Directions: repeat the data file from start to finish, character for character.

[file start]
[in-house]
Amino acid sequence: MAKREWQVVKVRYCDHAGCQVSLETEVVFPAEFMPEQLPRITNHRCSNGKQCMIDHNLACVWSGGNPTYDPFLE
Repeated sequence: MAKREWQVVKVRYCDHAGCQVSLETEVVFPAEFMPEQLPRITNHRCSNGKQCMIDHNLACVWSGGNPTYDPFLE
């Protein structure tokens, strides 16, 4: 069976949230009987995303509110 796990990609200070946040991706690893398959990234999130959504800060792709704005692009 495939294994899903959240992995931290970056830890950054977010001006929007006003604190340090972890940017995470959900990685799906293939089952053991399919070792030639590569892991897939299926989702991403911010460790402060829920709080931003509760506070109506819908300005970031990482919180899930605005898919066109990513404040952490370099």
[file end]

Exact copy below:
[in-house]
Amino acid sequence: MAKREWQVVKVRYCDHAGCQVSLETEVVFPAEFMPEQLPRITNHRCSNGKQCMIDHNLACVWSGGNPTYDPFLE
Repeated sequence: MAKREWQVVKVRYCDHAGCQVSLETEVVFPAEFMPEQLPRITNHRCSNGKQCMIDHNLACVWSGGNPTYDPFLE
């Protein structure tokens, strides 16, 4: 069976949230009987995303509110 796990990609200070946040991706690893398959990234999130959504800060792709704005692009 495939294994899903959240992995931290970056830890950054977010001006929007006003604190340090972890940017995470959900990685799906293939089952053991399919070792030639590569892991897939299926989702991403911010460790402060829920709080931003509760506070109506819908300005970031990482919180899930605005898919066109990513404040952490370099």